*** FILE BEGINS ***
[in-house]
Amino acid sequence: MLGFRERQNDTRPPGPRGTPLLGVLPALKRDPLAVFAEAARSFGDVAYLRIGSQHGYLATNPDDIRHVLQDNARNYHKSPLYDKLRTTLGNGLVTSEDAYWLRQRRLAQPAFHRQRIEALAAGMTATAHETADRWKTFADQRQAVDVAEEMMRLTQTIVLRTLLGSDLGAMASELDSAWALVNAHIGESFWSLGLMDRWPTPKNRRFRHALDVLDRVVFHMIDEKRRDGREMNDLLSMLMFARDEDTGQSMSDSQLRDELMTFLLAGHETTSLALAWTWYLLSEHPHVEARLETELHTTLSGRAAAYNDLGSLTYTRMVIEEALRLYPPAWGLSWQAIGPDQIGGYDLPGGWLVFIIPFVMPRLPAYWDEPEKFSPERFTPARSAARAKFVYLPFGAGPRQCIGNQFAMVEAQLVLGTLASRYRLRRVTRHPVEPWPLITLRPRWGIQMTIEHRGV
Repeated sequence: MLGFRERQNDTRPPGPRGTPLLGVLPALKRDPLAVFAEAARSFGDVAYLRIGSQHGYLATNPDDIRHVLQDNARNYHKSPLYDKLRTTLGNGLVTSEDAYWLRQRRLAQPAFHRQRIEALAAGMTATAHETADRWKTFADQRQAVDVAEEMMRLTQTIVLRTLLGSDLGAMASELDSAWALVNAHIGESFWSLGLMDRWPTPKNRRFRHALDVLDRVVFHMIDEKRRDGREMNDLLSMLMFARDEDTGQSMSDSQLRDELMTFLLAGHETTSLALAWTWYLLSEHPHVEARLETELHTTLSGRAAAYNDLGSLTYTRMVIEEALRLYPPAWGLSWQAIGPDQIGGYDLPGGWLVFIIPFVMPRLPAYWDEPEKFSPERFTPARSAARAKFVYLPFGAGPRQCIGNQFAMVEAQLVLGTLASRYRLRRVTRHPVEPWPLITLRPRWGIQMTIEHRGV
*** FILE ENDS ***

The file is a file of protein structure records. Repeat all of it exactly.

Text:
[in-house]
Amino acid sequence: MLGFRERQNDTRPPGPRGTPLLGVLPALKRDPLAVFAEAARSFGDVAYLRIGSQHGYLATNPDDIRHVLQDNARNYHKSPLYDKLRTTLGNGLVTSEDAYWLRQRRLAQPAFHRQRIEALAAGMTATAHETADRWKTFADQRQAVDVAEEMMRLTQTIVLRTLLGSDLGAMASELDSAWALVNAHIGESFWSLGLMDRWPTPKNRRFRHALDVLDRVVFHMIDEKRRDGREMNDLLSMLMFARDEDTGQSMSDSQLRDELMTFLLAGHETTSLALAWTWYLLSEHPHVEARLETELHTTLSGRAAAYNDLGSLTYTRMVIEEALRLYPPAWGLSWQAIGPDQIGGYDLPGGWLVFIIPFVMPRLPAYWDEPEKFSPERFTPARSAARAKFVYLPFGAGPRQCIGNQFAMVEAQLVLGTLASRYRLRRVTRHPVEPWPLITLRPRWGIQMTIEHRGV
Repeated sequence: MLGFRERQNDTRPPGPRGTPLLGVLPALKRDPLAVFAEAARSFGDVAYLRIGSQHGYLATNPDDIRHVLQDNARNYHKSPLYDKLRTTLGNGLVTSEDAYWLRQRRLAQPAFHRQRIEALAAGMTATAHETADRWKTFADQRQAVDVAEEMMRLTQTIVLRTLLGSDLGAMASELDSAWALVNAHIGESFWSLGLMDRWPTPKNRRFRHALDVLDRVVFHMIDEKRRDGREMNDLLSMLMFARDEDTGQSMSDSQLRDELMTFLLAGHETTSLALAWTWYLLSEHPHVEARLETELHTTLSGRAAAYNDLGSLTYTRMVIEEALRLYPPAWGLSWQAIGPDQIGGYDLPGGWLVFIIPFVMPRLPAYWDEPEKFSPERFTPARSAARAKFVYLPFGAGPRQCIGNQFAMVEAQLVLGTLASRYRLRRVTRHPVEPWPLITLRPRWGIQMTIEHRGV